At least three of the papers speak directly to Indian Caribbean female experience. While Alim Hosein explores sexual identity as it impinges on the struggle for independence and self-definition in two novels, Rooplall Monar's Janjhat and Oonya Kempadoo's Buxton Spice, both set in a society struggling to break out of the stranglehold of the "brutal paternalism of the estate culture" in Guyana, my own paper analyses the growth to awareness of the Indian adolescent female in Jan Shinebourne's The Last English Plantation. This work presents a heroine who openly rebels against colonialism and its "civilizing" agents and who struggles to reclaim the devalued cutural forms of the Indian. These two papers illuminate the symbiotic struggle the inner and outer turmoil taking place at the levels of the individual and society. Professor Verene Shepherd, whose paper, "Indian Indentured WOmen in the Caribbean: Ethnicity, Class and Gender", appears in the history section, marshals detailed documentary evidence to support her potent argument that of all the ethnicities imported from the three continents (Africa, China, India) to provide bonded labour for the region's sugar plantation, Indian women appear to have been the most exploited.

Dr. Brinsley Samaroo's article, "The 1862 'Mutiny' aboard the Guyana-bound Clasmerden", delves into a grey area of Indian experience; accounts of the voyage on board a ship transporting indentured workers from India to their workplace in the Caribbean. Very few of the ships' captains kept diaries, their reports mainly confined to the statistics of their "human cargo" whilst eye-witness accounts of these youages are very rare indeed. Dr Samaroo was no doubt encouraged to the research and reconstruction of events abord the Clasmerden following the publication of The Clipper Ship Sheila (1995), eds. Kenneth Ramchand and Brinsley Samaroo, which offers a poignant account of one such voyage to Trinidad in 1877. This paper enriches our knowledge and understanding of the nature and condition of Indian survival and existence since the exodus from India.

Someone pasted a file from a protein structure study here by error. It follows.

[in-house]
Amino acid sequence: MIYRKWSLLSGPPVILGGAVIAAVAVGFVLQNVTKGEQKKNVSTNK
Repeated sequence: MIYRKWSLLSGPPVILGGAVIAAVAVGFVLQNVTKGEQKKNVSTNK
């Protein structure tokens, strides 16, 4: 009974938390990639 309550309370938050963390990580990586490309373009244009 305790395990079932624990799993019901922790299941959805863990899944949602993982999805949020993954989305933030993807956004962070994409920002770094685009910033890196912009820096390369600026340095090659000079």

After the arrival of the Clasmerden, allegedly bearing sepoys from the 1857 Indian Mutiny, a marked increase of disturbances, strikes, and violence was felt and sustained on some plantations in the then British Guiana. Tota Mangar's monograph offers a fairly graphic account of the social evolution of Indian Guianese society two decades after the arrival of the militant men of the Clasmerden. Perhaps due to a combination of Indian militancy and the humane approach of Governor Henry Turner Irving (1882-1887), several reforms were introduced; among the chief victories were: an innovative land settlement scheme, a more reliable system of interpretation in the Courts, and registration of indentured marriages. Mangar explains: "The late 1880s and 1890s witnessed a gradual movement from the estates as immigrants began to buy, rent, or even squat on land along the coastal plain. These settlements became inextricably bound to the emerging rice industry as well as cash crops cultivation, cattle rearing and milk selling", all of which signaled the emergence of an Indian Guianese peasantry.

The Curatorial Statement to the May 2002 Visual Arts Exhibition entitled Under The Seventh Sun, and my own Overview of the Exhibition, make the case that during the last half-century there has been a general flowering of the arts in Guyana and the Indian strand has contributed a body of the most penetrating works, both literary and visual, that speak directly to its social and cultural reality. But, as often happens in plural societies, the creative efforts of some segments of society tend to be trivialized in the struggle for cultural dominance. Thus, the subtleties of the unique stream of art produced by Indians have been largely ignored or subsumed in the accounts of Guyana and the Caribbean.

Nonetheless, The Arts Journal is a journal of the literature, art and culture of Guyana and the English-speaking Caribbean. Papers describing the masquerade band tradition in Guyana and other forms of music in the Caribbean are at hand but, in the interest of thematic unity in this issue, those papers will appear in our next issue.

This Journal aims to encourage research and widen scholarship in respect of those works seemingly lost to us through the passage of time.

I hope you find this first issue of The Arts Journal both instructive and enjoyable.

Ameena Gafoor